#Avocado Consumption Alters Gastrointestinal #Bacteria Abundance and Microbial Metabolite Concentrations among Adults with Overweight or #Obesity: A Randomized Controlled Trial

Avocados are rich in dietary fiber and monounsaturated fatty acids (MUFAs), nutrients that have been independently connected to metabolic health benefits and the gastrointestinal microbiota.

We aimed to evaluate the impact of avocado consumption on the gastrointestinal microbiota and microbial metabolites, secondary outcomes of the Persea americana for Total Health (PATH) study, and conduct exploratory analyses to assess relations between the fecal microbiota, fecal metabolites, and health markers.

Adults [n = 163, 25–45 y, BMI (kg/m2) ≥ 25.0] were enrolled in the PATH study, a 12-wk investigator-blinded trial where participants were batch randomized to match the 2 groups by age, sex, visceral adiposity, and fasting glucose concentrations. Participants consumed isocaloric meals with or without avocado (175 g, men; 140 g, women) once daily for 12 wk.

The fecal microbiota was assessed with 16S ribosomal RNA gene (V4 region) sequencing and analysis using DADA2 and QIIME2. Fecal fatty acid and bile acid concentrations were quantified using GC and LC-MS. Per-protocol (≥80% meal consumption) and intent-to-treat analyses were conducted using univariate ANOVA and Mann-Whitney U tests. Bivariate correlations were conducted between fecal microbiota, fecal metabolites, and health measures.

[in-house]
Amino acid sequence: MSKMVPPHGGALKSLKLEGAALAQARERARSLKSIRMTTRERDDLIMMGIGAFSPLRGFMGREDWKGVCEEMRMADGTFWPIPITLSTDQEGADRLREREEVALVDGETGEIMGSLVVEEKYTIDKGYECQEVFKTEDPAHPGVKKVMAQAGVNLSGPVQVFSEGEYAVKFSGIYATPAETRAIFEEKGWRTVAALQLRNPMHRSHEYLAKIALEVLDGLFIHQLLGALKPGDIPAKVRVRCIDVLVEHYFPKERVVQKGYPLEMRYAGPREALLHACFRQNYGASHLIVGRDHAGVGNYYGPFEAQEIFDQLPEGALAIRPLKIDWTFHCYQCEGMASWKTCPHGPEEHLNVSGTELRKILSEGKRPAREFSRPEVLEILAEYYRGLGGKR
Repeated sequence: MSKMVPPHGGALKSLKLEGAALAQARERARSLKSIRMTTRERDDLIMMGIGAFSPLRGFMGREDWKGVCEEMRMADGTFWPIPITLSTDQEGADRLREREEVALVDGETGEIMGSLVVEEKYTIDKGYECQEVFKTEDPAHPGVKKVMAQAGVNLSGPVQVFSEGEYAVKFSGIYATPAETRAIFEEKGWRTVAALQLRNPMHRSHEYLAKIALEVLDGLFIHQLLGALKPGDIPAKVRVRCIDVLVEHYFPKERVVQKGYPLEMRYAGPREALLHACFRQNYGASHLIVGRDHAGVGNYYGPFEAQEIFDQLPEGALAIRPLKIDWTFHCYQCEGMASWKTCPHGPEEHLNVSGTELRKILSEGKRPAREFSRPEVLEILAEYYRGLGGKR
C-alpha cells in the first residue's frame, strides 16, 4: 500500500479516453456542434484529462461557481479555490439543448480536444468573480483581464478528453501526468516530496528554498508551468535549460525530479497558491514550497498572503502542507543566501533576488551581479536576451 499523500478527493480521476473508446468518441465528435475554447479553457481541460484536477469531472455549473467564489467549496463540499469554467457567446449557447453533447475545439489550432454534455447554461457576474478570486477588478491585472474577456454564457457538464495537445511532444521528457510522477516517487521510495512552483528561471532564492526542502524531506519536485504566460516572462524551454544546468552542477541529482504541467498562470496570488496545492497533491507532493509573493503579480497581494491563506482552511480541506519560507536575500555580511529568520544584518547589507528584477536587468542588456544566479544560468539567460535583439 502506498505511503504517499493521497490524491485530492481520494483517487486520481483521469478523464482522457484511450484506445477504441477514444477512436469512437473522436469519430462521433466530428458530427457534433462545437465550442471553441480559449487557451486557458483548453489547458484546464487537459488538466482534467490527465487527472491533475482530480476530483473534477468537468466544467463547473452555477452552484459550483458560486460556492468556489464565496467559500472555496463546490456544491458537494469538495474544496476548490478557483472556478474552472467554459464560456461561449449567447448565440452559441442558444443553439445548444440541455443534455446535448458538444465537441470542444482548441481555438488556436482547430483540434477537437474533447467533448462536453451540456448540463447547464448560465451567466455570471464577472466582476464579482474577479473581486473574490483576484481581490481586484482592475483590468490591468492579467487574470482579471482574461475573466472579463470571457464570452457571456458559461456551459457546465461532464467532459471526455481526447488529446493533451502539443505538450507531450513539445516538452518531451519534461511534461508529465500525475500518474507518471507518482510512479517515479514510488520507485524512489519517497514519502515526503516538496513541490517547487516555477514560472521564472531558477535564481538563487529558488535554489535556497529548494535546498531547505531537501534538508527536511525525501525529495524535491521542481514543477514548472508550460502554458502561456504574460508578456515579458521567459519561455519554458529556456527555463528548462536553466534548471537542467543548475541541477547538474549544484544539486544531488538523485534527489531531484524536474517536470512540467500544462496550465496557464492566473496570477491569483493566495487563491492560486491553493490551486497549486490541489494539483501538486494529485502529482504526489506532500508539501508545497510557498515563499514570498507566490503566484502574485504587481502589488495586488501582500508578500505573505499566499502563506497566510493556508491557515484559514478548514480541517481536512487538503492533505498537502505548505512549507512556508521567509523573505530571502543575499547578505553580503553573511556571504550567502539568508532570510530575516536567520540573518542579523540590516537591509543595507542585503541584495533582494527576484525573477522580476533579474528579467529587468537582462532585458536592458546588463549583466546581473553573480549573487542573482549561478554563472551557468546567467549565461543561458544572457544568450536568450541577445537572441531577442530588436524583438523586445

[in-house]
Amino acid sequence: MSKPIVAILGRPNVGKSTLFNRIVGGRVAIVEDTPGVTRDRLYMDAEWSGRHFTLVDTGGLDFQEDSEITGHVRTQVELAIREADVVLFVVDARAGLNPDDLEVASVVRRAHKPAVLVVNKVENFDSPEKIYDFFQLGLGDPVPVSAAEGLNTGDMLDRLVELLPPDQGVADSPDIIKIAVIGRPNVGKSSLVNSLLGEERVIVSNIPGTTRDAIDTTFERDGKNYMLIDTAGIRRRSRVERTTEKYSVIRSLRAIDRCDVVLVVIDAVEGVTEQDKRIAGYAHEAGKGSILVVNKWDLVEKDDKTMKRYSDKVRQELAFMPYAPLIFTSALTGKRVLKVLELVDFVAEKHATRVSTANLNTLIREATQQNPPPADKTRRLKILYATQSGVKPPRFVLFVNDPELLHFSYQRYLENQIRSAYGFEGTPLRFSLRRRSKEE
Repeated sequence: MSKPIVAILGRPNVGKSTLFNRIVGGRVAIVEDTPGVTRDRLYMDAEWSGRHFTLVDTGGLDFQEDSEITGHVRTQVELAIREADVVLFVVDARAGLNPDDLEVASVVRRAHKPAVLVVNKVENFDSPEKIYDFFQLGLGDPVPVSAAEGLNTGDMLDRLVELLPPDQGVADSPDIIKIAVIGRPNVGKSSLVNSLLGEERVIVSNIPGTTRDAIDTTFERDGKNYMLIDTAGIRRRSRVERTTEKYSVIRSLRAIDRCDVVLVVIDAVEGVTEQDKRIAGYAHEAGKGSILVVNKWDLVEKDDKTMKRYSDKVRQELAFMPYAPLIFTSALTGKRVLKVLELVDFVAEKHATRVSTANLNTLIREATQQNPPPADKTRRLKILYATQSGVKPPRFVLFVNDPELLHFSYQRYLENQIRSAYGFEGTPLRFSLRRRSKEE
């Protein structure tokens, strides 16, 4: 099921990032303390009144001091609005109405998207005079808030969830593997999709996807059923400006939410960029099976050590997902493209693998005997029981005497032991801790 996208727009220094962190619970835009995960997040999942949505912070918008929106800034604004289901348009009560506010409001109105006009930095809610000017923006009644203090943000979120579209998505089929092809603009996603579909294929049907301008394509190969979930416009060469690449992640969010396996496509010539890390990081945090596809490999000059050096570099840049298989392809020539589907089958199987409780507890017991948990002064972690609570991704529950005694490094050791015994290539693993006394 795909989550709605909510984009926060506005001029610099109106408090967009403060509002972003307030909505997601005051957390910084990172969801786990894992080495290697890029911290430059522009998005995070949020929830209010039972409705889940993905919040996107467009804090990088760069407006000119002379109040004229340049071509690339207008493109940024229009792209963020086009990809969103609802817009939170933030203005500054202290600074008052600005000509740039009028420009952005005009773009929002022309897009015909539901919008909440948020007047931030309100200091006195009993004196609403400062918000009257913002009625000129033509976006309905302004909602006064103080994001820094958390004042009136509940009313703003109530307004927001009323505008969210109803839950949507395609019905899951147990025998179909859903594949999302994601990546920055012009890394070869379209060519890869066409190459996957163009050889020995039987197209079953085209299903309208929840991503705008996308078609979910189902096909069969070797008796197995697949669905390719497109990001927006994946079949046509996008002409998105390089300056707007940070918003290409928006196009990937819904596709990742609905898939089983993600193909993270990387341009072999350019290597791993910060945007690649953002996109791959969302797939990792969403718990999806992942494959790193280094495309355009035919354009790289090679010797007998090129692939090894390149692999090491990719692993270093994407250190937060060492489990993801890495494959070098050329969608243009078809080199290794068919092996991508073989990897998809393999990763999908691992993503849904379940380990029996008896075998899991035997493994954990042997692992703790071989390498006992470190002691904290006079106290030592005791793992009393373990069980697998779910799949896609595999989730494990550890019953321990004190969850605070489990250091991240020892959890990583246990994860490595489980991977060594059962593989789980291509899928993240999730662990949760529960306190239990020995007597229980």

The avocado treatment increased ɑ diversity and enriched Faecalibacterium, Lachnospira, and Alistipes between 26% and 65% compared with the control group. The avocado group had 18% greater fecal acetate, 70% greater stearic acid, and 98% greater palmitic acid concentrations than the control group, while the concentrations of the bile acids cholic and chenodeoxycholic acid were 91% and 57% lower, respectively.

Daily avocado consumption resulted in lower fecal bile acid concentrations, greater fecal fatty acid and SCFAs, and greater relative abundances of bacteria capable of fiber fermentation, providing evidence that this nutrient-dense food affects digestive physiology, as well as the composition and metabolic functions of the intestinal microbiota.